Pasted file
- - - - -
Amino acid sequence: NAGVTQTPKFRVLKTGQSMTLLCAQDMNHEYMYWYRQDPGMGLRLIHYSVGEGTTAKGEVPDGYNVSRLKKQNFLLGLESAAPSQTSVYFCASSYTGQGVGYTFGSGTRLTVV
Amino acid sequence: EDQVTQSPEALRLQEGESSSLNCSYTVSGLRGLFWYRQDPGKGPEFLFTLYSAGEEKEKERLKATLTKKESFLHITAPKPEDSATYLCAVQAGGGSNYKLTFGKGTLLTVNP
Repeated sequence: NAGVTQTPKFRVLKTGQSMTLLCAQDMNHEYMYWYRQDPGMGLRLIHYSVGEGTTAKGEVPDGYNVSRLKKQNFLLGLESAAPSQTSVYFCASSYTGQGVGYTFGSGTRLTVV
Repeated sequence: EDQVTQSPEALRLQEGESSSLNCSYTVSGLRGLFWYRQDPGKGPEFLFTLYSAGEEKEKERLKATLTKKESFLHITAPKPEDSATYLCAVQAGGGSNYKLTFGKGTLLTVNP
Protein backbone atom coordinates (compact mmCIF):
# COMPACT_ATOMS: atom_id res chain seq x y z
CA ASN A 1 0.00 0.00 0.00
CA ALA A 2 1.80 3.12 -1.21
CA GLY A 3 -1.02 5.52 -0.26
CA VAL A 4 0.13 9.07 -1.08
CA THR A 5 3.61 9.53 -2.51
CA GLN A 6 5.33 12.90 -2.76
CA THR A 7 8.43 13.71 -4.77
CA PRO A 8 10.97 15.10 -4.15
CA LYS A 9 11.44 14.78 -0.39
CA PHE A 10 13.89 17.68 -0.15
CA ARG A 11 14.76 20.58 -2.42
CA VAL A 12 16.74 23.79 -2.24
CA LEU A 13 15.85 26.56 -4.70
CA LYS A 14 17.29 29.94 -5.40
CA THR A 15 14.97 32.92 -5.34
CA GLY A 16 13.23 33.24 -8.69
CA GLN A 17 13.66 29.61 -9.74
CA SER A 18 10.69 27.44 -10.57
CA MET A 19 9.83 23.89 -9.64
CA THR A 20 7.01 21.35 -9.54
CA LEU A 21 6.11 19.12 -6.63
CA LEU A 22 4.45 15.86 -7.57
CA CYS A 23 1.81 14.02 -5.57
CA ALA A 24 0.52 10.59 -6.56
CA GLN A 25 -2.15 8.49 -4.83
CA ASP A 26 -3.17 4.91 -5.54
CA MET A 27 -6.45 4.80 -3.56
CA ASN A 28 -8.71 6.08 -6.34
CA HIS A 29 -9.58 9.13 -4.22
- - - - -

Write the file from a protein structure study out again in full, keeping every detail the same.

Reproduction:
Amino acid sequence: NAGVTQTPKFRVLKTGQSMTLLCAQDMNHEYMYWYRQDPGMGLRLIHYSVGEGTTAKGEVPDGYNVSRLKKQNFLLGLESAAPSQTSVYFCASSYTGQGVGYTFGSGTRLTVV
Amino acid sequence: EDQVTQSPEALRLQEGESSSLNCSYTVSGLRGLFWYRQDPGKGPEFLFTLYSAGEEKEKERLKATLTKKESFLHITAPKPEDSATYLCAVQAGGGSNYKLTFGKGTLLTVNP
Repeated sequence: NAGVTQTPKFRVLKTGQSMTLLCAQDMNHEYMYWYRQDPGMGLRLIHYSVGEGTTAKGEVPDGYNVSRLKKQNFLLGLESAAPSQTSVYFCASSYTGQGVGYTFGSGTRLTVV
Repeated sequence: EDQVTQSPEALRLQEGESSSLNCSYTVSGLRGLFWYRQDPGKGPEFLFTLYSAGEEKEKERLKATLTKKESFLHITAPKPEDSATYLCAVQAGGGSNYKLTFGKGTLLTVNP
Protein backbone atom coordinates (compact mmCIF):
# COMPACT_ATOMS: atom_id res chain seq x y z
CA ASN A 1 0.00 0.00 0.00
CA ALA A 2 1.80 3.12 -1.21
CA GLY A 3 -1.02 5.52 -0.26
CA VAL A 4 0.13 9.07 -1.08
CA THR A 5 3.61 9.53 -2.51
CA GLN A 6 5.33 12.90 -2.76
CA THR A 7 8.43 13.71 -4.77
CA PRO A 8 10.97 15.10 -4.15
CA LYS A 9 11.44 14.78 -0.39
CA PHE A 10 13.89 17.68 -0.15
CA ARG A 11 14.76 20.58 -2.42
CA VAL A 12 16.74 23.79 -2.24
CA LEU A 13 15.85 26.56 -4.70
CA LYS A 14 17.29 29.94 -5.40
CA THR A 15 14.97 32.92 -5.34
CA GLY A 16 13.23 33.24 -8.69
CA GLN A 17 13.66 29.61 -9.74
CA SER A 18 10.69 27.44 -10.57
CA MET A 19 9.83 23.89 -9.64
CA THR A 20 7.01 21.35 -9.54
CA LEU A 21 6.11 19.12 -6.63
CA LEU A 22 4.45 15.86 -7.57
CA CYS A 23 1.81 14.02 -5.57
CA ALA A 24 0.52 10.59 -6.56
CA GLN A 25 -2.15 8.49 -4.83
CA ASP A 26 -3.17 4.91 -5.54
CA MET A 27 -6.45 4.80 -3.56
CA ASN A 28 -8.71 6.08 -6.34
CA HIS A 29 -9.58 9.13 -4.22